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Meet the author:
Jill Olkoski

Jill has a MA in Clinical Psychology, a BS in Computer Science, and a BS in Mechanical Engineering.

She currently owns Aldebaran Web Design in Edmonds (near Seattle WA) and enjoys educating her clients on topics related to small business website design.

In Jill's previous life, she spent 17 years in the engineering and quality organizations of a Fortune 100 tech company.


When is a backlink worth nothing to your website’s search engine ranking?

February 2nd, 2009

When is a link worthless from a search engine perspective? I was recently working on checking how many backlinks one of my clients had, and we found some surprising results. He’s a therapist in Seattle, and thought he had backlinks from several major online therapy directories that would contribute to his search engine ranking. What we found surprised him and just might surprise you.

My therapist client thought he had backlinks from three prominent therapy directories: Psychology Today, the Association for Behavioral and Cognitive Therapies (ABCT), and the American Association for Marriage and Family Therapy (AAMFT).

In general, when you can get your website listed in a directory that’s full of content that’s related to your targeted keywords, it’s a good thing. But when I used a backlink checker tool, I didn’t see any of these links coming in to his website. So I did some checking and here’s what I found:

1. Redirects – Psychology Today has a big directory of therapists and if you pay them some money they will list you too. They’ll give you your own page with your picture information about your practice and a link that’s entitled “Visit My Website”. When you click on it, you go to the therapist’s website. So it’s a link right? Sort of. If you hover your mouse over the link, you’ll actually see it looks like this:

It’s not really a link to your website. It’s a link to Psychology Today’s subdomain “” and it’s building a redirect command based on your profile id. While clicking on the link takes you to your website, this kind of link does not pass any authority or “link juice”. It does nothing in terms of your search engine rankings.

2. Only Accesible via a Form – The AAMFT actually uses a service called – but when you try to search, you first have to click on an “I accept” link that then takes you to a form. In order to access the page, you have to fill out the form and click a button. Search engines can’t do this. They can only find their way to webpages by crawling around links. Therefore while a human might find your practice, a search engine will never find your page on The ABCT has the same setup – you must fill out a form to get to the therapist’s page, a search engine roadblock.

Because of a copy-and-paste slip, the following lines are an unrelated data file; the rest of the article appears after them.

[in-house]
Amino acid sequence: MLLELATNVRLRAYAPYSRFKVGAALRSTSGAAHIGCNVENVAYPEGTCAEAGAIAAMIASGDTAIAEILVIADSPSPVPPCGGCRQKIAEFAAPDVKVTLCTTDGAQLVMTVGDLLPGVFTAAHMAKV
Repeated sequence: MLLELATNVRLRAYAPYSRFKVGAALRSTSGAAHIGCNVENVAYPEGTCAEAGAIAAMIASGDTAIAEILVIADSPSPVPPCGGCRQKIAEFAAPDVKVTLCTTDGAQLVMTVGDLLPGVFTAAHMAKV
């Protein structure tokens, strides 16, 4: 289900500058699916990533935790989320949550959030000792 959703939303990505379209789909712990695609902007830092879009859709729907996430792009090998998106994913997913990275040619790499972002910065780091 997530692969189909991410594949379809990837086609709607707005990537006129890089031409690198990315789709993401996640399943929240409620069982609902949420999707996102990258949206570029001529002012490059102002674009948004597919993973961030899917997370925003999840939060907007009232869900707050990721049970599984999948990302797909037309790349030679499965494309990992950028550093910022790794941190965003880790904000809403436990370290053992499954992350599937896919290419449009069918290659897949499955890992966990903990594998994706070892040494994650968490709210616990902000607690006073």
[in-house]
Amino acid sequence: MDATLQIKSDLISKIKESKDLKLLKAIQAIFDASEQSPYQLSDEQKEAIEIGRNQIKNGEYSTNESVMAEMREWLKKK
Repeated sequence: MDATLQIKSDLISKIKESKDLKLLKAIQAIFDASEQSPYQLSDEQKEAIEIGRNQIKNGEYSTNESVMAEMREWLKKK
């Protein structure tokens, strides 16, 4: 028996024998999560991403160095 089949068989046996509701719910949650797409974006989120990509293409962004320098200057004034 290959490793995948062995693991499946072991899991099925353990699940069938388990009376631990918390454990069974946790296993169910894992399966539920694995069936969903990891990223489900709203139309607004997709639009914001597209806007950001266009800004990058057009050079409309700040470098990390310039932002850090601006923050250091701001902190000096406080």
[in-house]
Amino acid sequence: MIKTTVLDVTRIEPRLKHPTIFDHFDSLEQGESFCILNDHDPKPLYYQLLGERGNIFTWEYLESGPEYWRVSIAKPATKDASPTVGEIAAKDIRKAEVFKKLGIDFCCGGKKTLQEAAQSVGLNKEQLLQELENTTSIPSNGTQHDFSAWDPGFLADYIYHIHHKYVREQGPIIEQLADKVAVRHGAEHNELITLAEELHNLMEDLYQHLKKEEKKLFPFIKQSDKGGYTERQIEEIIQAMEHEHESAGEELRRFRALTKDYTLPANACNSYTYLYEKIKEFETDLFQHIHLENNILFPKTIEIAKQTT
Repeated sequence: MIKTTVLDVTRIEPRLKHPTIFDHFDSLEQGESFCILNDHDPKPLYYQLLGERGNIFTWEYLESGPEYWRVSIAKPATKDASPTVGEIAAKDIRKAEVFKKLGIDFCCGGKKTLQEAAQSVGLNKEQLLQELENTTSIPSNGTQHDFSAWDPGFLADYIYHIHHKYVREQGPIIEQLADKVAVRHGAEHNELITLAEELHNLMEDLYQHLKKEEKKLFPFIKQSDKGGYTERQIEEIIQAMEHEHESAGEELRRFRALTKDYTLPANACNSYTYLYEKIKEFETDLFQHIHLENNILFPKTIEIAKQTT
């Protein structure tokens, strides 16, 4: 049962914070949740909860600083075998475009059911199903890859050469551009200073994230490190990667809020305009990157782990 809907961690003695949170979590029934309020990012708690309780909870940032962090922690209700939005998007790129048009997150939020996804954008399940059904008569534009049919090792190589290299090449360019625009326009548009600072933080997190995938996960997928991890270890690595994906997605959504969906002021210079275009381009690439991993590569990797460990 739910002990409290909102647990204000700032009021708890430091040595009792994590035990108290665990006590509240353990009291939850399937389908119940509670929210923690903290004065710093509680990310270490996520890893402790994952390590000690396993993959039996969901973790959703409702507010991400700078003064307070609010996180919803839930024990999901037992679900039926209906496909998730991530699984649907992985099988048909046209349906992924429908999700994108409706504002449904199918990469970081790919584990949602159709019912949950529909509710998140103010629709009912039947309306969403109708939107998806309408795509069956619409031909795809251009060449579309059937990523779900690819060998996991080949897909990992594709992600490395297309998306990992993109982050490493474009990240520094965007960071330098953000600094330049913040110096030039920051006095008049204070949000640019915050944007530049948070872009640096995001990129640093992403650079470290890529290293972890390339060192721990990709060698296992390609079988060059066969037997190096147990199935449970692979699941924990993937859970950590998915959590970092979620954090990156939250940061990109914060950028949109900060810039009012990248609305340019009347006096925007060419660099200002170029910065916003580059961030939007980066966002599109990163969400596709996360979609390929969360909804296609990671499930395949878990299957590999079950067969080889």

3. Whoops, There Is No Link – On the ABCT website I tried to location my client’s page, and found it, but whoops, there was no link to his website. So if you think you have a link to your website somewhere, just double check it to make sure.

4. NoFollow – Another type of search engine roadblock, are links that have the “nofollow” attribute attached to the anchor tag. You have to view the source code of the page (which is really easy, just click “view source” in your browser) and see if the link code has this attribute. This is an instruction for a search engine bot not to follow the link, therefore, you don’t get any link juice. I didn’t find this in any of the examples for this client, but I have seen them before on other directories for other clients.

So in summary, backlinks (links from other websites to your website) are really important to search engine ranking. They are like a vote for your website and pass some authority or “link juice”. But just because you think your website is listed in a directory, doesn’t mean that it’s helping your search engine ranking:

First make sure the link to your website is actually there.

Next, make sure you can get to your website’s link by clicking on other links, and not by filling out a form.

Once you get to your website’s link, make sure it’s a real link directly to your website URL and not a fancy redirect.

And if it’s a real link, make sure it doesn’t have a “nofollow” attribute attached.

If it passes these tests, it’s a really good link and will help your search engine ranking. If not, it might still help humans find your website, as many people do use these type of professional directories to search.

J. Olkoski
Aldebaran Web Design, Seattle
Jill Olkoski has a BS in Engineering, a BS in Computer Science and an MA in Clinical Psychology. She delights in using her advanced technical and psychological skills to help small business owners develop cost-effective and successful websites.

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